On This Day (May 26)…ELP’s Carnegie Hall Debut

Emerson, Lake & Palmer performed on this day in 1971 at Carnegie Hall in New York City.

Poster for the show. Retrieved from here.

This show came near the end of the band’s first-ever American leg of a tour. The United States would become the country which ELP performed the most of their concerts in; some of their tours, such as their Works Tour and their final 1998 tour, took place entirely in North America with the vast majority of dates being in the US.

For now, however, the band was still on the Tarkus Tour, the second tour they undertook overall. At this point, Tarkus was still about three weeks away from hitting the shelves. The title track of the album still made it to the setlist, however! The rest of the setlist featured the same songs as the debut tour‘s setlist, with “Pictures at an Exhibition” apparently opening the concert. Other songs from the first album, namely “The Barbarian,” “Take a Pebble”, and “Knife-Edge” were also on the list. The setlist was finished out by “Rondo”, ported over from The Nice. Fittingly for Carnegie Hall, a venue that is most strongly associated with the classical genre,

Ticket for the show. Retrieved from here.

There is some debate over whether this concert was recorded. While there is a bootleg purported to be of this concert, it is apparently identical to a recording labeled as a concert at Fillmore East from the previous month. I can neither independently verify this nor state which gig the concert is actually of. Either way, it hasn’t been officially released.

Cover for the show. Retrieved from here.

While the name “Carnegie Hall” usually evokes classical music, the truth is that this hall caters to many different kinds of music. Since its opening in 1890, it has become one of the most famous venues in the United States in subsequent years.

Early photo of the hall’s exterior. Retrieved from here.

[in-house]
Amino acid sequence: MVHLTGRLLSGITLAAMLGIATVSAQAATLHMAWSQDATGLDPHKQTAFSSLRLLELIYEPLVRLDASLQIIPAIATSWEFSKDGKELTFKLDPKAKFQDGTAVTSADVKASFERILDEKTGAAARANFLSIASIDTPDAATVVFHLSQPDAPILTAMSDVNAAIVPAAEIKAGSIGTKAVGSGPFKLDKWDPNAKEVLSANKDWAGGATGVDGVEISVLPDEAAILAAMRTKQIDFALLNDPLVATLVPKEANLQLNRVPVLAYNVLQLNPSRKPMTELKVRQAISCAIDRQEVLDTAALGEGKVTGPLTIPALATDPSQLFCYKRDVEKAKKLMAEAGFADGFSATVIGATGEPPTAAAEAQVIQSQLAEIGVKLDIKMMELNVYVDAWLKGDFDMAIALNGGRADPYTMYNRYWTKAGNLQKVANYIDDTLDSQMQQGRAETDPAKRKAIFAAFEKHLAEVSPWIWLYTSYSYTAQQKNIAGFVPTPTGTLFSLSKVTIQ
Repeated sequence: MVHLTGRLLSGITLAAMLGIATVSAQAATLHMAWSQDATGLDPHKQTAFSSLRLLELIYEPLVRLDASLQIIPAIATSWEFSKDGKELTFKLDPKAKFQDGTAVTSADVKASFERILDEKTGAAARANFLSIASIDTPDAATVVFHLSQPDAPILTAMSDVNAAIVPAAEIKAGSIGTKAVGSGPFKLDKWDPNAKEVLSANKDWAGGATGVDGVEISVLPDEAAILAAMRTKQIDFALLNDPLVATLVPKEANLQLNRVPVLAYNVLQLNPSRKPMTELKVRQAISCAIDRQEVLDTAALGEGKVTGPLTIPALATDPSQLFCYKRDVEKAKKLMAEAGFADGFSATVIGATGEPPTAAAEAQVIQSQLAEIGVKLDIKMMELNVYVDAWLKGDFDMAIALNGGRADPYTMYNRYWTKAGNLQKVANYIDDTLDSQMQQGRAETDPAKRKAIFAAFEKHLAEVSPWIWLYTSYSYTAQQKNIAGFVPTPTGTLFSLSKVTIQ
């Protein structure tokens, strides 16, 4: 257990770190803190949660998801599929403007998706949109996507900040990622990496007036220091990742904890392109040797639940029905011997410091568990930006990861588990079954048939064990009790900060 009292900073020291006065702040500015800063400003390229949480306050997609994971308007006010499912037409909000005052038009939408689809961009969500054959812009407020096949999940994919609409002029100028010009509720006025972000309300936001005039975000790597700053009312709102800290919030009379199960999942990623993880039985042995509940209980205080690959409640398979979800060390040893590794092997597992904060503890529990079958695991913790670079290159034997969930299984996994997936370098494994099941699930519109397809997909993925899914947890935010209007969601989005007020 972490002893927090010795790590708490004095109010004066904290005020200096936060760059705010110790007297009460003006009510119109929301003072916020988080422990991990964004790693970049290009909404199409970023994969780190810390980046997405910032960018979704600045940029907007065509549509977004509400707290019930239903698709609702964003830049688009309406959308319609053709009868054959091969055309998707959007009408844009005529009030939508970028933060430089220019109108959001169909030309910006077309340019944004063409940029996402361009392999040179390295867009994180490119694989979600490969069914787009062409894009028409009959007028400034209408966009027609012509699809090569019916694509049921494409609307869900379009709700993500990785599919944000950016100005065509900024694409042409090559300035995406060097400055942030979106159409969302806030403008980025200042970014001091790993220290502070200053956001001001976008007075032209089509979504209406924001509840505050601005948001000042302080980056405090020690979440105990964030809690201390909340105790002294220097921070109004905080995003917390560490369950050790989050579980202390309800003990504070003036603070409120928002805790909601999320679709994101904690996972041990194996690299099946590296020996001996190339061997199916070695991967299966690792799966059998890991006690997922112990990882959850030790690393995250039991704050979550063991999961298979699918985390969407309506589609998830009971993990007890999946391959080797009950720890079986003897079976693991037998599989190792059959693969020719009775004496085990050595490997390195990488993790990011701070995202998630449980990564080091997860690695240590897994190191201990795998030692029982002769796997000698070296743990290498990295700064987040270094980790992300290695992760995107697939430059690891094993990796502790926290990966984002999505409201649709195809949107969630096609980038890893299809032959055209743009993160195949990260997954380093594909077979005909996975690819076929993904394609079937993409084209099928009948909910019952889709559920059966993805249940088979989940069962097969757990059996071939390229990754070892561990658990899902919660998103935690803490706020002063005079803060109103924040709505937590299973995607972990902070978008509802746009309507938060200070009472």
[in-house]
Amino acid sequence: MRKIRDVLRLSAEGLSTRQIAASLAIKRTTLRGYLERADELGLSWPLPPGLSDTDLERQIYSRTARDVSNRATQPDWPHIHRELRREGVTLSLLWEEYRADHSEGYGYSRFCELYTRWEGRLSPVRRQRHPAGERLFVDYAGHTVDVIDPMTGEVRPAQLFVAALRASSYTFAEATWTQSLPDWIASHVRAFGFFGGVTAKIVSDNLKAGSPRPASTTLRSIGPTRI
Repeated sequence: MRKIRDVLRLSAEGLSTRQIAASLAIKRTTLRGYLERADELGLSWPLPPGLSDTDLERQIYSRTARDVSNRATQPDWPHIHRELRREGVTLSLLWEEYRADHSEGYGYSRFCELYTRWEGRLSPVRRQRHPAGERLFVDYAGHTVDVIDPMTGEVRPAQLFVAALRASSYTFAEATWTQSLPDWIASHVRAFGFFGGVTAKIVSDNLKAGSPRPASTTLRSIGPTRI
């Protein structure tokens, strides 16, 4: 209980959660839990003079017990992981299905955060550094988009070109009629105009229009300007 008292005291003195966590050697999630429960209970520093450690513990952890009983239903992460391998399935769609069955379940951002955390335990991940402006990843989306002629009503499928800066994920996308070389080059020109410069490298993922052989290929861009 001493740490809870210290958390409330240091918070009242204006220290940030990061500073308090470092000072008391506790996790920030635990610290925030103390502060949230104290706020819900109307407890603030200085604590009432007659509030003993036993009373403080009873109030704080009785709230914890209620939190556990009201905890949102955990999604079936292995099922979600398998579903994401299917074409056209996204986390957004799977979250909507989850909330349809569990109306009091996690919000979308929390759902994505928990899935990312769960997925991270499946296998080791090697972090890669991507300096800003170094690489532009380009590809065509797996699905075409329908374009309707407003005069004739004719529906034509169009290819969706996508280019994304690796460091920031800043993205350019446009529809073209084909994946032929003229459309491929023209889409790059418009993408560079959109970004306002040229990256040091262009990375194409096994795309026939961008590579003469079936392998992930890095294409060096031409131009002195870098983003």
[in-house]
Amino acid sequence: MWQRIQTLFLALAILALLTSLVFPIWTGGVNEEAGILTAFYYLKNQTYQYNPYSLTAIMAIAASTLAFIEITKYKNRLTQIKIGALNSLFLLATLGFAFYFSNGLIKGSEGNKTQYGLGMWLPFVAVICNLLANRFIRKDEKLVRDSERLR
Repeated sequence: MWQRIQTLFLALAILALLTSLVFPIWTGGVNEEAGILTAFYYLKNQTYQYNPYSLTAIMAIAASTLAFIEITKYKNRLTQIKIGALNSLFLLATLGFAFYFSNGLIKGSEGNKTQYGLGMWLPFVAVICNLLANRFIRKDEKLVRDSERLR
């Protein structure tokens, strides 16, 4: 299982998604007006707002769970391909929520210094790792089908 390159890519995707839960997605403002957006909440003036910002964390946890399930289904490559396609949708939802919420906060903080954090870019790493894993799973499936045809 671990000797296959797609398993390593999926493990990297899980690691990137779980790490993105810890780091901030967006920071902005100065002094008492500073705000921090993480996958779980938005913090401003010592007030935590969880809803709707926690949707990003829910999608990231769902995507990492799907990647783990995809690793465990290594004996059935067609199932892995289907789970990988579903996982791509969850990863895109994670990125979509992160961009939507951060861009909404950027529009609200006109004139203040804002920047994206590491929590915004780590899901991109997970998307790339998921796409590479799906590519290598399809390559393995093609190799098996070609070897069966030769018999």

It is built to stand for ages, and during these ages it is probable that this hall will intertwine itself with the history of our country.”

Andrew Carnegie at the ceremonial laying of the cornerstone of the hall, 1890.

The hall derives its name from Andrew Carnegie, the famed industrialist who dedicated much of his wealth to various philanthropic projects later in his life. He was apparently given the idea for the hall on his honeymoon when he and his bride, Louise Carnegie (née Whitfield) met conductor Walter Damrosch, who proposed the idea to him. Damrosch later conducted at the concert hall’s opening festival, alongside famed Russian composer Peter Ilyich Tchaikovsky, who conducted some of his own works.

The hall was noted for its remarkable beauty from the beginning. At the time of its opening, it only had a single concert hall, which seats 2,804 today. The hall was named the Isaac Stern Hall in honor of the violinist who championed it in the 1960s, saving it from almost certain destruction. There are two other concert halls which have since been added, which seat 599 and 268 people respectively.

File:Carnegie-hall-isaac-stern.jpg
The interior of the hall in 2008. Retrieved from here.

The hall’s website can be viewed here.

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